I was on sabbatical the 2017-2018 academic year, seems like years ago. We spent the fall semester in Missoula, Montana and the spring in Oaxaca, Mexico, our odyssey ended back in Ithaca. Blog posts from that era, highlighting monarchs and milkweed are here from the west and Mexico. But, one post I never got to until now was perhaps the… Read more
Greetings monarch and milkweed enthusiasts! I am writing with a year-in-review regarding scientific findings and observations about M&M. First, it was a wonderful breeding season, with most observers in the northeast reporting many caterpillars and adults. As monarchs now complete their long flight and southern migration this fall, we are hoping for abundance in the Mexican highlands! For more background… Read more
I am super proud to report that Amy Hastings and I have been part of a wonderful collaboration with Noah Whiteman’s and Susanne Dobler’s labs reconstructing the evolutionary history of genetic changes in monarch butterflies experimentally (and in vivo) using fruit flies. You can read the paper, just published in Nature here.
Lots is being written about it, including the… Read more
The estimates of the monarch butterfly overwintering population were announced today (Wed. Jan. 30th 2019) by WWF Mexico. The butterflies are so dense at their dozen or so mountain-top clustering sites that overwintering butterflies cannot be counted individually. Instead, the area of forest that is densely coated with butterflies (at about 5,000 butterflies per square meter looking up into the… Read more
What to do about the decline of the monarchs? The recent Thanksgiving count in California was dire. The spiral in eastern north America is no better. The monarchs need many things, and milkweed is absolutely essential. It is the only plant their caterpillars eat. And as described in my book, Monarchs and Milkweed, the two share an intimate and antagonistic… Read more
I study caterpillars. But really whatever you study, if you are into it enough, becomes part of you. And eventually, those targets of our attention and love (and well, okay, our obsession), get their revenge. I’ve spent a lot of time on Monarchs and Milkweed, studying and contemplating their toxicity. Milkweeds make poisons, monarchs eat the milkweed (and eat nothing… Read more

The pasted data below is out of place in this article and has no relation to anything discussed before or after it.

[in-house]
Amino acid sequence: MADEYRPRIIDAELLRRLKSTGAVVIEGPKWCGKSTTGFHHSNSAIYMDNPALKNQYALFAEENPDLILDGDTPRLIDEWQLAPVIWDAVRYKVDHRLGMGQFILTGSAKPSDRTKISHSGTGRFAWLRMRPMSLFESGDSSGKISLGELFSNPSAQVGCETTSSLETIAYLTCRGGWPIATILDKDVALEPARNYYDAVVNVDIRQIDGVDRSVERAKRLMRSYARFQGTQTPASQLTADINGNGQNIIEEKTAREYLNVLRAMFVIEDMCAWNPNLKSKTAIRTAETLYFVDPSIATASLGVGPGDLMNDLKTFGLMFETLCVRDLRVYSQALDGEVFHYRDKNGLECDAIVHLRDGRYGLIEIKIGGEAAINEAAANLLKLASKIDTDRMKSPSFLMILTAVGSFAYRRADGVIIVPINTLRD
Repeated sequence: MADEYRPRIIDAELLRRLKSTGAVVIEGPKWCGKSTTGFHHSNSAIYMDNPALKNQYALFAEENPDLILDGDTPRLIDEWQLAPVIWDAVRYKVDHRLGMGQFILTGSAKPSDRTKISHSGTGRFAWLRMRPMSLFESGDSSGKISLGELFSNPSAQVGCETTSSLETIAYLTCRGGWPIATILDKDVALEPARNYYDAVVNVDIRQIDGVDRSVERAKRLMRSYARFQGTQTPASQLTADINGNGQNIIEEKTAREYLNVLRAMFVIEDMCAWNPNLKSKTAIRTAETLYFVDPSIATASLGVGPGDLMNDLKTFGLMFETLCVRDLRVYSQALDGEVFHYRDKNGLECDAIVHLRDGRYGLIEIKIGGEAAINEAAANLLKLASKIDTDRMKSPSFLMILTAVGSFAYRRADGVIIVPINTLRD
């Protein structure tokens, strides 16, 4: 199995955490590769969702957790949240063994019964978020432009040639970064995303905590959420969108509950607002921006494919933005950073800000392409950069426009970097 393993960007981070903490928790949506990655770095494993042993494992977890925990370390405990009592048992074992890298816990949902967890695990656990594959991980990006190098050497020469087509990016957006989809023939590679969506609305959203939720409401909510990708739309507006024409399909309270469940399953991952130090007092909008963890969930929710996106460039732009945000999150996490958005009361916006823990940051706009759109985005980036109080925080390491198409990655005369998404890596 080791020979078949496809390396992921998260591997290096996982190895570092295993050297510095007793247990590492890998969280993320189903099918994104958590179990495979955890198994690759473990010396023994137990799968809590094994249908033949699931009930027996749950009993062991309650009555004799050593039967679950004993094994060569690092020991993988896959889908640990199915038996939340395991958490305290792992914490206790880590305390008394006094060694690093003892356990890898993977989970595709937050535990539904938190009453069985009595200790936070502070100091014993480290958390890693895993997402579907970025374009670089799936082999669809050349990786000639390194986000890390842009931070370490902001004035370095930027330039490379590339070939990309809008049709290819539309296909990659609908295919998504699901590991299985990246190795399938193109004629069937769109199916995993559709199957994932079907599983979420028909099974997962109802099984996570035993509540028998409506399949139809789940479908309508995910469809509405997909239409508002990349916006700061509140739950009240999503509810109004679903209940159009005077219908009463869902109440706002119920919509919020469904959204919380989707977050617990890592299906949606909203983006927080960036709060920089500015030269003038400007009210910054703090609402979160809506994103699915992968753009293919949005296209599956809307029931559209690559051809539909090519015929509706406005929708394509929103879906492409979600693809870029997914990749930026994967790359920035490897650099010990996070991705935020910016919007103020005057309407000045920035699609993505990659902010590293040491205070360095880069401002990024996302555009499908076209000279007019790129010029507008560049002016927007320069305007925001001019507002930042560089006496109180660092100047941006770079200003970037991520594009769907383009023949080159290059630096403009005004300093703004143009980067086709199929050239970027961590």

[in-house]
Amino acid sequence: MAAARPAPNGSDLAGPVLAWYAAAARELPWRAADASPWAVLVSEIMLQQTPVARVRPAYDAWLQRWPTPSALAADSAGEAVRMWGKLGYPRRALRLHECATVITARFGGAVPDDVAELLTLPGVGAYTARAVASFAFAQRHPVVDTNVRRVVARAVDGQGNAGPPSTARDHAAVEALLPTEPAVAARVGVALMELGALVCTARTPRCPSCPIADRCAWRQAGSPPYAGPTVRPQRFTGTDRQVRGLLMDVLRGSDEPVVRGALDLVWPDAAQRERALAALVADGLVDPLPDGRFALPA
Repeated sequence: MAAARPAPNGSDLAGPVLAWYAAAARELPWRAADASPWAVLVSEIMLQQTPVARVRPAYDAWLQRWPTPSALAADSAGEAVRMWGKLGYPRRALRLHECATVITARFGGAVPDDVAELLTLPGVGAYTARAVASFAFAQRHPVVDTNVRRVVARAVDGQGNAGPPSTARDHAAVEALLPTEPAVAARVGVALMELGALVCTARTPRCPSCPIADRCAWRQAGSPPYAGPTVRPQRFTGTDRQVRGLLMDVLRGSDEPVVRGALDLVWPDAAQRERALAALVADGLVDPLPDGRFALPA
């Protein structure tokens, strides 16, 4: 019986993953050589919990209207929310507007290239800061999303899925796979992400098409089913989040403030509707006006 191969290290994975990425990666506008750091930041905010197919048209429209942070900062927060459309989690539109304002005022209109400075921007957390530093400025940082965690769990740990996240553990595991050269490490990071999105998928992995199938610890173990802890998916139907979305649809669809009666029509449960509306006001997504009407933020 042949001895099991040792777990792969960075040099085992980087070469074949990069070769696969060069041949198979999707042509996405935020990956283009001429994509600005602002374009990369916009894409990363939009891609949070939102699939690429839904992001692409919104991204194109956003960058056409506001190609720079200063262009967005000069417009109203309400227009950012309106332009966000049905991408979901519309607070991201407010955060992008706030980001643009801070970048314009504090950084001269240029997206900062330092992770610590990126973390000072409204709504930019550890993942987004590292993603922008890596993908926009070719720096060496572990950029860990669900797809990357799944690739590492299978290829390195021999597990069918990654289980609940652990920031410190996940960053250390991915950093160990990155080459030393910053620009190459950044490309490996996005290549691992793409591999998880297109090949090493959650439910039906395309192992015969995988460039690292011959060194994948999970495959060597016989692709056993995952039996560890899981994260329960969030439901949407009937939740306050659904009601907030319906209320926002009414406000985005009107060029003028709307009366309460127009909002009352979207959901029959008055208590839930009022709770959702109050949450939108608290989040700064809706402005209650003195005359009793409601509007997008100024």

Gail wrote in recently about a late season monarch here in Ithaca in mid-October… below is her Q and my A.
I found your email by searching Monarch and Cornell. I just found a large Monarch outside here in Ithaca. I brought it in b/c it was on the ground barely moving. Is there anything I can… Read more
In this post, you can see where former graduate student and postdoctoral members of our lab have ended up. Although all graduate students have been American or Canadian (and settled in North America), half of the past postdocs have been European and found their way back home. Click on the flags to find their name, location, and website!
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I am sorry to miss this year’s Ecological Society of America meeting, currently ongoing in New Orleans. I lieu of ESA, next week I will be presenting at the International Society of Chemical Ecology meeting in Budapest. In addition, I am happy to report that Paul Metzler has produced a comic about last year’s meeting… one highlight is below.… Read more